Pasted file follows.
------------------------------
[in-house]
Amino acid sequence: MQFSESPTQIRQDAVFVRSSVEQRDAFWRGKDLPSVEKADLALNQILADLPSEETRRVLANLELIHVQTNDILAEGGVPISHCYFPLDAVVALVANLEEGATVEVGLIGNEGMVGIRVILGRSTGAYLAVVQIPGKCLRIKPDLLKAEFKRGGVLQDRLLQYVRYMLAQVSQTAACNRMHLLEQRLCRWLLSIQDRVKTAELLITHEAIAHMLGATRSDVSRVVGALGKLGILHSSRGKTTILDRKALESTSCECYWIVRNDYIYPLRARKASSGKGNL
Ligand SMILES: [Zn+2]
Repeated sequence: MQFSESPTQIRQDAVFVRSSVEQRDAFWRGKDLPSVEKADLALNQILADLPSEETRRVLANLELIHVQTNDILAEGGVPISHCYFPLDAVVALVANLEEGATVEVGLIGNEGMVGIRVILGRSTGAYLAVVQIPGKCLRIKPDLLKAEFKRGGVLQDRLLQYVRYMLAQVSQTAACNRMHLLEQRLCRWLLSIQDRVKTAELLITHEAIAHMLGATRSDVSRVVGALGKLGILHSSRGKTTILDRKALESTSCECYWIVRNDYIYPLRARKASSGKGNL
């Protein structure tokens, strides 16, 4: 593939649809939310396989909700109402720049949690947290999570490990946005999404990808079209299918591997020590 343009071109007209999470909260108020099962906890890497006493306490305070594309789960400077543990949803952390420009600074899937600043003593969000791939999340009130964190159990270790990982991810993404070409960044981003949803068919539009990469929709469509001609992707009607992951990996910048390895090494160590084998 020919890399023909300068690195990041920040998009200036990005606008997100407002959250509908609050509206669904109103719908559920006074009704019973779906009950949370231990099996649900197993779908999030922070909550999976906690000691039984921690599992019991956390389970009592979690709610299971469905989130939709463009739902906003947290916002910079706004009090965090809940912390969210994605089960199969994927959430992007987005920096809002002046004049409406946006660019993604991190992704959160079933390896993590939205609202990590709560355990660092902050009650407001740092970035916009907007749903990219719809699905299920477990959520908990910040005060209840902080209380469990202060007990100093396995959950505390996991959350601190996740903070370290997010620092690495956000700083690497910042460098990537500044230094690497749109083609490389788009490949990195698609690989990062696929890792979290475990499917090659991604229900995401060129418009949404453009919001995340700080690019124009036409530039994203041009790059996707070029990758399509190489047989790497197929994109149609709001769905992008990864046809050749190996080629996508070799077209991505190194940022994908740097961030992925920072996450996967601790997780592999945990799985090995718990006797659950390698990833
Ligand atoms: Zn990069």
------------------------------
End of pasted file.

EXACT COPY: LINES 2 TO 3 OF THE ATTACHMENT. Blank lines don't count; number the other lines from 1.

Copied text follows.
Amino acid sequence: MQFSESPTQIRQDAVFVRSSVEQRDAFWRGKDLPSVEKADLALNQILADLPSEETRRVLANLELIHVQTNDILAEGGVPISHCYFPLDAVVALVANLEEGATVEVGLIGNEGMVGIRVILGRSTGAYLAVVQIPGKCLRIKPDLLKAEFKRGGVLQDRLLQYVRYMLAQVSQTAACNRMHLLEQRLCRWLLSIQDRVKTAELLITHEAIAHMLGATRSDVSRVVGALGKLGILHSSRGKTTILDRKALESTSCECYWIVRNDYIYPLRARKASSGKGNL
Ligand SMILES: [Zn+2]